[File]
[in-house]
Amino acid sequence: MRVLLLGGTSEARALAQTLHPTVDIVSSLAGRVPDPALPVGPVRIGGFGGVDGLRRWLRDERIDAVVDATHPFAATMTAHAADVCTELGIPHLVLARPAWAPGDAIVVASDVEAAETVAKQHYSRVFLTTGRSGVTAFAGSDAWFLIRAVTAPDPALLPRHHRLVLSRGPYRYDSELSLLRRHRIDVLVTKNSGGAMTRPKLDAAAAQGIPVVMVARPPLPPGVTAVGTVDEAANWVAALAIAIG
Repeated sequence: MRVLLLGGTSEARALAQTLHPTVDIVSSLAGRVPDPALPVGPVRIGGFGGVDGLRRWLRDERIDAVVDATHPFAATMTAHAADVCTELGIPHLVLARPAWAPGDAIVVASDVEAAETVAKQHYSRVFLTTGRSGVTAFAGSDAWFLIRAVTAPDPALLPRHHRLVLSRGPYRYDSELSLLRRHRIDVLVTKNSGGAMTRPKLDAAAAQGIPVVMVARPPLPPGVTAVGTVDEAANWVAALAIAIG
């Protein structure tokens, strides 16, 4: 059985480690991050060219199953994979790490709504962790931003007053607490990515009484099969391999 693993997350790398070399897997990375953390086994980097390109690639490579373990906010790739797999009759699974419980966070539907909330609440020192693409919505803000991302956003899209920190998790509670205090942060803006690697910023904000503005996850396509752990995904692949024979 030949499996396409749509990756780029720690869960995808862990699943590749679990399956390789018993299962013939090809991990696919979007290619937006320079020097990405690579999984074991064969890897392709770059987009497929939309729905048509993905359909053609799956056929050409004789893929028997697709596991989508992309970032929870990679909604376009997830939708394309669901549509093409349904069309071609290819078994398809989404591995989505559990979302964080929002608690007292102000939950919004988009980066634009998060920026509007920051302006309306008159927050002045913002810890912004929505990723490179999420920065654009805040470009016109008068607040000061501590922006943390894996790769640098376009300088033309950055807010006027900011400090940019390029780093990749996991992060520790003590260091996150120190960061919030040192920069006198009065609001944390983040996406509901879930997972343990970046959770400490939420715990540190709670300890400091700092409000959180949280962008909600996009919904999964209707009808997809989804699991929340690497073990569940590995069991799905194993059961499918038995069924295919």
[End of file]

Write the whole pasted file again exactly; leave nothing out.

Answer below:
[in-house]
Amino acid sequence: MRVLLLGGTSEARALAQTLHPTVDIVSSLAGRVPDPALPVGPVRIGGFGGVDGLRRWLRDERIDAVVDATHPFAATMTAHAADVCTELGIPHLVLARPAWAPGDAIVVASDVEAAETVAKQHYSRVFLTTGRSGVTAFAGSDAWFLIRAVTAPDPALLPRHHRLVLSRGPYRYDSELSLLRRHRIDVLVTKNSGGAMTRPKLDAAAAQGIPVVMVARPPLPPGVTAVGTVDEAANWVAALAIAIG
Repeated sequence: MRVLLLGGTSEARALAQTLHPTVDIVSSLAGRVPDPALPVGPVRIGGFGGVDGLRRWLRDERIDAVVDATHPFAATMTAHAADVCTELGIPHLVLARPAWAPGDAIVVASDVEAAETVAKQHYSRVFLTTGRSGVTAFAGSDAWFLIRAVTAPDPALLPRHHRLVLSRGPYRYDSELSLLRRHRIDVLVTKNSGGAMTRPKLDAAAAQGIPVVMVARPPLPPGVTAVGTVDEAANWVAALAIAIG
């Protein structure tokens, strides 16, 4: 059985480690991050060219199953994979790490709504962790931003007053607490990515009484099969391999 693993997350790398070399897997990375953390086994980097390109690639490579373990906010790739797999009759699974419980966070539907909330609440020192693409919505803000991302956003899209920190998790509670205090942060803006690697910023904000503005996850396509752990995904692949024979 030949499996396409749509990756780029720690869960995808862990699943590749679990399956390789018993299962013939090809991990696919979007290619937006320079020097990405690579999984074991064969890897392709770059987009497929939309729905048509993905359909053609799956056929050409004789893929028997697709596991989508992309970032929870990679909604376009997830939708394309669901549509093409349904069309071609290819078994398809989404591995989505559990979302964080929002608690007292102000939950919004988009980066634009998060920026509007920051302006309306008159927050002045913002810890912004929505990723490179999420920065654009805040470009016109008068607040000061501590922006943390894996790769640098376009300088033309950055807010006027900011400090940019390029780093990749996991992060520790003590260091996150120190960061919030040192920069006198009065609001944390983040996406509901879930997972343990970046959770400490939420715990540190709670300890400091700092409000959180949280962008909600996009919904999964209707009808997809989804699991929340690497073990569940590995069991799905194993059961499918038995069924295919």